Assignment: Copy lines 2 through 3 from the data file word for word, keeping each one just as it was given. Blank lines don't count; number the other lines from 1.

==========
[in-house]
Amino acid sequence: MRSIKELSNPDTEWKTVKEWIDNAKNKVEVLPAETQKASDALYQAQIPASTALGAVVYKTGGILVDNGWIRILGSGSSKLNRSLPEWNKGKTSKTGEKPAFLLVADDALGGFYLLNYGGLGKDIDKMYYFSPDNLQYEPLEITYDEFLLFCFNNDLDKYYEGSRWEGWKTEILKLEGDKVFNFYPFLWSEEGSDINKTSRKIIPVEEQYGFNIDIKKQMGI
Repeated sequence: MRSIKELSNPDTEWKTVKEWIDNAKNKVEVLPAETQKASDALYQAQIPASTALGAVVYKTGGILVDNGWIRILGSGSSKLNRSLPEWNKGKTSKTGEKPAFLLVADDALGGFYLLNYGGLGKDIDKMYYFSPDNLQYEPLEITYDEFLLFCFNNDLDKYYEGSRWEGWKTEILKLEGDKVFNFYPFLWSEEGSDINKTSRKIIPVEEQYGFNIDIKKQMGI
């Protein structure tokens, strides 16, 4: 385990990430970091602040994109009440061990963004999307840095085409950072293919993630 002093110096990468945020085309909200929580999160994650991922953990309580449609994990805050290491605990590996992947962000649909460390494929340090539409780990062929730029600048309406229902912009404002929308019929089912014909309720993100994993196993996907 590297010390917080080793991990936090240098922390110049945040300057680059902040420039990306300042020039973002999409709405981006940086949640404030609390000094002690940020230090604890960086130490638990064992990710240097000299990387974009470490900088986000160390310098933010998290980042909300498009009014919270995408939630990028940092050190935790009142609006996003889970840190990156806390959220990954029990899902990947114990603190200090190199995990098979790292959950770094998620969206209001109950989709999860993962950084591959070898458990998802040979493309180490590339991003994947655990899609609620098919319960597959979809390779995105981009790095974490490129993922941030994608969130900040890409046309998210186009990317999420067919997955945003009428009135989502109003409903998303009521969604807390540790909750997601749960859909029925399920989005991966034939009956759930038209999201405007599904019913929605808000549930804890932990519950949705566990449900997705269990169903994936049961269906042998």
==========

Amino acid sequence: MRSIKELSNPDTEWKTVKEWIDNAKNKVEVLPAETQKASDALYQAQIPASTALGAVVYKTGGILVDNGWIRILGSGSSKLNRSLPEWNKGKTSKTGEKPAFLLVADDALGGFYLLNYGGLGKDIDKMYYFSPDNLQYEPLEITYDEFLLFCFNNDLDKYYEGSRWEGWKTEILKLEGDKVFNFYPFLWSEEGSDINKTSRKIIPVEEQYGFNIDIKKQMGI
Repeated sequence: MRSIKELSNPDTEWKTVKEWIDNAKNKVEVLPAETQKASDALYQAQIPASTALGAVVYKTGGILVDNGWIRILGSGSSKLNRSLPEWNKGKTSKTGEKPAFLLVADDALGGFYLLNYGGLGKDIDKMYYFSPDNLQYEPLEITYDEFLLFCFNNDLDKYYEGSRWEGWKTEILKLEGDKVFNFYPFLWSEEGSDINKTSRKIIPVEEQYGFNIDIKKQMGI